Iowa Republicans chart new course on state aid requirements

Ornamental decorations on the Iowa Capitol dome are seen from the outside in Des Moines on Thursday, Dec. 19, 2019. (Andy Abeyta/The Gazette)

DES MOINES — Attempts in previous years to add requirements for Iowans who receive public benefits such as Medicaid and food assistance failed to pass both houses of the Iowa legislature .

A renewed effort is underway this year, with a new approach: Instead of pushing for one or two big bills dealing with public assistance programs, state Republicans have split the myriad proposals into one. multitude of separately executed bills.

On Tuesday, three of those bills were scheduled for subcommittee hearings at Iowa House, though one was canceled.

Proponents of the myriad bills sometimes point to a $1.8 million fine imposed by the federal government when it was revealed that Iowa had a 10% error rate in its distribution of aid benefits food from the federal program known as SNAP.

“We just broke it down into eight manageable pieces,” said Iowa Rep. Ann Meyer, R-Fort Dodge, chair of the House committee through which the bills will go.

“We need to make sure that if people qualify for the backstop that they get it, and people who don’t qualify, we don’t spend taxpayers’ money on it. So it’s just fixing that system to make sure everyone is eligible.

Critics of these types of bills generally fear that adding additional requirements or hurdles will prevent needy Iowans from getting the benefits that will help them.

“I don’t think this bill can be implemented in a way that doesn’t deprive children of food,” said Luke Elzinga, communications and advocacy manager for the Des Moines Area Religious Council. , an interfaith network that runs a pantry network. , said during one of Tuesday’s subcommittee hearings.

Elzinga was talking about House Study Bill 505, which would require Iowans receiving child support to also cooperate with the agency that oversees child support payments.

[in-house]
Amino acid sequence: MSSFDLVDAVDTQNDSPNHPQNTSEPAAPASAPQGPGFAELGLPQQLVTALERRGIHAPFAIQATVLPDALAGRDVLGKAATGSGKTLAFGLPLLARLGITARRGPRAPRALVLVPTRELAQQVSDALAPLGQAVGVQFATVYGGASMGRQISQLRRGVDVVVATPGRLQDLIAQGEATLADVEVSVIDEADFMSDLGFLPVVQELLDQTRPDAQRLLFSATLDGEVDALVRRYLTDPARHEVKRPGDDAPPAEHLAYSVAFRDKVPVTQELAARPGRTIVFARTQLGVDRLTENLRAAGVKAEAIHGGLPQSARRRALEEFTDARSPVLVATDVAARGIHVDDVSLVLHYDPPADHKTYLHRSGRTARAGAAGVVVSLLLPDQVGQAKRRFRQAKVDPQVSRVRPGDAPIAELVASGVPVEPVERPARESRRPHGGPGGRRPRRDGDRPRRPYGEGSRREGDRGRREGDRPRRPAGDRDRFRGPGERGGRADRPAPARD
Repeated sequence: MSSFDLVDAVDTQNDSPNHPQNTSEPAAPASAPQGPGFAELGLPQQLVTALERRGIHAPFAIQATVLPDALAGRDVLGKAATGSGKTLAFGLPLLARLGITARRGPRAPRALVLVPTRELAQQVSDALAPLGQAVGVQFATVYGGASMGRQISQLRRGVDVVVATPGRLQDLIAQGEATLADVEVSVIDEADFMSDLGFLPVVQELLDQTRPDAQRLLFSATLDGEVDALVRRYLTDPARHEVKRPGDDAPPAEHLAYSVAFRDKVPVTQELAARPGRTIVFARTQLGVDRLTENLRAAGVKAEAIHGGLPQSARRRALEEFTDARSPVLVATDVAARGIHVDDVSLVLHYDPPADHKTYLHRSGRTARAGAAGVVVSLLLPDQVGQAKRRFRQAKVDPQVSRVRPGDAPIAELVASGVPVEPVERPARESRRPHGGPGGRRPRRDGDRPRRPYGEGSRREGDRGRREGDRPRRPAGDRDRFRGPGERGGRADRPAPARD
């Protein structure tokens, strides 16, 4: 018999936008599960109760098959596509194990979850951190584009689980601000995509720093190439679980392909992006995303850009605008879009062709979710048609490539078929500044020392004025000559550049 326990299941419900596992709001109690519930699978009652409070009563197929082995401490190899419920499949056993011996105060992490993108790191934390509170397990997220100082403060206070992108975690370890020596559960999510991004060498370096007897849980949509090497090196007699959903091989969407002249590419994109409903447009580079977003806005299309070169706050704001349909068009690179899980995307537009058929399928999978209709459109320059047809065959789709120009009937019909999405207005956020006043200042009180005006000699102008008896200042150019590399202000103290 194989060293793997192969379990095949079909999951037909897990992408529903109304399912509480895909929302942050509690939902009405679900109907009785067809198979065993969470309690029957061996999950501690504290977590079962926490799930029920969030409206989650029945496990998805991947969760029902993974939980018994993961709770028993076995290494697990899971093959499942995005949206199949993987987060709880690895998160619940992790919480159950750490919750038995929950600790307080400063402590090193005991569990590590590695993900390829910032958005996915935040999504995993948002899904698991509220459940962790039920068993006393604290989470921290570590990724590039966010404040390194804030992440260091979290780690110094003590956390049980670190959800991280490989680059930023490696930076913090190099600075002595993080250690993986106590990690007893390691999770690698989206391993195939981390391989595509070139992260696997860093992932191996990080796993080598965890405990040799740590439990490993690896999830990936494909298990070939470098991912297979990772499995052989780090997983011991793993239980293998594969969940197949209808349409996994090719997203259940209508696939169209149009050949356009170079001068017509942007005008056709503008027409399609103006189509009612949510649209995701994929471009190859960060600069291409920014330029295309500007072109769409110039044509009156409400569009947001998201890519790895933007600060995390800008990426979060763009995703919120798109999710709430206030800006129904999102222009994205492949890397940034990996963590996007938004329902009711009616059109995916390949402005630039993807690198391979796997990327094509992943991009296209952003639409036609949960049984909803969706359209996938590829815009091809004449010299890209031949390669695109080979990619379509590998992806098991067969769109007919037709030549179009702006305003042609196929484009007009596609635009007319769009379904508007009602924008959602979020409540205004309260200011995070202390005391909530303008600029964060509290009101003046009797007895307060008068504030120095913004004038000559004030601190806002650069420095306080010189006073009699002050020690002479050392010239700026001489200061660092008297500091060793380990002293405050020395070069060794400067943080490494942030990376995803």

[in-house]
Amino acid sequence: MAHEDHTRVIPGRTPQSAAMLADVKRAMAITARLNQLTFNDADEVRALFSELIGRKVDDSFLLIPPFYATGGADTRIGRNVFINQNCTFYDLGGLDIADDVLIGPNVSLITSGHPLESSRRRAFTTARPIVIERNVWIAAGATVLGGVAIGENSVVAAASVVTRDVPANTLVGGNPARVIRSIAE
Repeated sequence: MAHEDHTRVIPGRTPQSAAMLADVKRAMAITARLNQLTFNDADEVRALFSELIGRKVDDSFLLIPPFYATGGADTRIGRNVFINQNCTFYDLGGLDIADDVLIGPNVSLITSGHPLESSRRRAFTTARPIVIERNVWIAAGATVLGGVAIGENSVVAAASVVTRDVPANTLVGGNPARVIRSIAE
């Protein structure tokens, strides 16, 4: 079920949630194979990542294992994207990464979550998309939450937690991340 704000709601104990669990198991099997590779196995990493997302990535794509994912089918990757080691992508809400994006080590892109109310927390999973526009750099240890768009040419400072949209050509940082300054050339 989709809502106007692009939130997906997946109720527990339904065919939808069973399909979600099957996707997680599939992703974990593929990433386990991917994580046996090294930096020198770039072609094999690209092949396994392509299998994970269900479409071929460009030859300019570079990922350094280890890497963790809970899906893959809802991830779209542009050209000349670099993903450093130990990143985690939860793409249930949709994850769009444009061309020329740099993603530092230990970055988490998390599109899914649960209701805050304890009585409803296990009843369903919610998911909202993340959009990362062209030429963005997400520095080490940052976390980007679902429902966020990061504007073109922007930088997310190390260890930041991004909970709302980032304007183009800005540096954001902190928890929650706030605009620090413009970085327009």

This bill was temporarily tabled as lawmakers on the subcommittee determined it needed to better define the extent to which individuals are required to work with child support recovery before potentially losing support benefits. food.

“I have no problem wanting parents who owe child support to cooperate in getting SNAP benefits, but if we can restrict that language,” said Iowa Rep. Kristin Sunde, D-West Monks.

Earlier Tuesday, a separate subcommittee discussed House study Bill 502, which would direct the state’s Department of Human Services to implement a new computer system that would allow it to track in time real eligibility for the assistance program.

“The purpose of these bills is to improve systems,” Andy Conlin, a free enterprise lobbyist and national government advocacy organization limited to the Opportunity Solutions Project, said during the court hearing. subcommittee. “The key to a good program is integrity.”

Advocacy groups like the Catholic Conference of Iowa and the American Heart Association have expressed concern about the addition of what they described as more bureaucratic steps or hurdles preventing low-income Iowans from get the services they need.

“I think everyone here wants to make sure our dollars are available for everyone who needs them,” said Rep. Liz Bennett, D-Cedar Rapids. “I have enough to worry about (with the bill).”

Other legislation on the subject includes:

• House Study Bill 508, which requires the state to perform asset tests on all adults in a household in which an individual receives assistance.

• House Study Bill 504, which requires a claimant to complete a computerized identity authentication process.

• House Study Bill 503, which requires the state Department of Social Services to refer any cases of suspected fraud to the state Department of Inspections and Appeals.

• House Study Bill 507, which requires the state Department of Social Services to search the personal information of all applicants for public assistance in all other local, state, and federal public records.

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